They can announce their presence in an instant:
"It's a rush," said SSG Matthew Villalpando.
Operating the Paladin Howitzer is also all business.
"It's a lot of work, but that's why we're kings of battle," said Villalpando.
Even kings need practice, which is what these 3rd BCT soldiers are doing it in the relative comforts of home.
"You want to be as good as you can before you deploy so you have to be in that mindset," said 1LT Ryan Chlebek.
That means everything is drilled to precision while the battle is still thousands of miles away:
The action of loading a 94 pound shell while taking firing data by computer from commanders and pulling the trigger.
"You get drills down so there's nothing questionable when you get out there and they call down for fire missions, everyone knows what to do," said SGT Leonard Servin.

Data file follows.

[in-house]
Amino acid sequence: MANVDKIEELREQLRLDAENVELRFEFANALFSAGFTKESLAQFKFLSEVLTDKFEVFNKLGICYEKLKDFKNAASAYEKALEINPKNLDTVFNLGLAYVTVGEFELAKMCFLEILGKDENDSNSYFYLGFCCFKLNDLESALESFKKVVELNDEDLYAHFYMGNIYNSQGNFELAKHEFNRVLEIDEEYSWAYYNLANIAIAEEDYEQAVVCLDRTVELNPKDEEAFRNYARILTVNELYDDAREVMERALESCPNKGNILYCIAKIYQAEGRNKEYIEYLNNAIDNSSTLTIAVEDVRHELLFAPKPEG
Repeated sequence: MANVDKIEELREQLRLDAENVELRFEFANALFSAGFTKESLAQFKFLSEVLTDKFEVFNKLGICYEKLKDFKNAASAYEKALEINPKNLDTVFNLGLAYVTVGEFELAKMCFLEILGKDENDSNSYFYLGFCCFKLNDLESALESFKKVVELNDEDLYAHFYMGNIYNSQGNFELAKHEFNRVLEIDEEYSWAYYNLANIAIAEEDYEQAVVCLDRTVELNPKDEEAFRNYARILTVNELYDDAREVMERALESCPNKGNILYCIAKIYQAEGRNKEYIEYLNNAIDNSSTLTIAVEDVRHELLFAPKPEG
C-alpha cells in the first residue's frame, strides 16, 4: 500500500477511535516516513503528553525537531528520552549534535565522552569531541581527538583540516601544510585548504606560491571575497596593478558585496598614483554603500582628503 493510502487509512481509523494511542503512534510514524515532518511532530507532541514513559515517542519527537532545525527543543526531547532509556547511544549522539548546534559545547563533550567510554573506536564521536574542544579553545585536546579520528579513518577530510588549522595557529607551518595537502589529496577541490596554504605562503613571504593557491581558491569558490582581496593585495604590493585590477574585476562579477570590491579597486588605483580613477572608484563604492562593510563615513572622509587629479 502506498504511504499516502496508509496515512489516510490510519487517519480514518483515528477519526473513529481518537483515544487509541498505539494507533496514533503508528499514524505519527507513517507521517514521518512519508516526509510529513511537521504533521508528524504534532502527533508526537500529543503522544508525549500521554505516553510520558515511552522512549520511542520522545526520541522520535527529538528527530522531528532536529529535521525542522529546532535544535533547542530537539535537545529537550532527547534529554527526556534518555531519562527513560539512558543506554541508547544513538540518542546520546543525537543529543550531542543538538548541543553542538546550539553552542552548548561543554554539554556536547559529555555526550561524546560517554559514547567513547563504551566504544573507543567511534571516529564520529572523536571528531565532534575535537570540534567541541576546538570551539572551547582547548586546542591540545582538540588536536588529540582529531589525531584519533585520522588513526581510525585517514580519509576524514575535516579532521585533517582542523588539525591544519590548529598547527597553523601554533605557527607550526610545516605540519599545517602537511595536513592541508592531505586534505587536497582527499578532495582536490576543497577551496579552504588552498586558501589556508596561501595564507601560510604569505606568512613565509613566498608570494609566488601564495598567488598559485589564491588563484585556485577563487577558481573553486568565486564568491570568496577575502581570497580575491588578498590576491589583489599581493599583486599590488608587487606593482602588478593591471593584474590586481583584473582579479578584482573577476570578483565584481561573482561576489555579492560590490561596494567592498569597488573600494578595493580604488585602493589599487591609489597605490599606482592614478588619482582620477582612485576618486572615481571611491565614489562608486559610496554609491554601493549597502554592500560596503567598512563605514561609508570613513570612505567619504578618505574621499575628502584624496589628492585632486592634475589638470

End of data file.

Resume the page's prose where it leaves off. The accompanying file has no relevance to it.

The shots these soldiers are taking are not the real thing.
Training will last a few more days, but their mission will last more than a year in the unpredictable theater of battle and getting it right here makes all the difference when these soldiers have to act overseas.
"I feel confident that we're ready to do what we have to do," Villalpando said.
3rd BCT soldiers will be heading back to Iraq before the end of the year.
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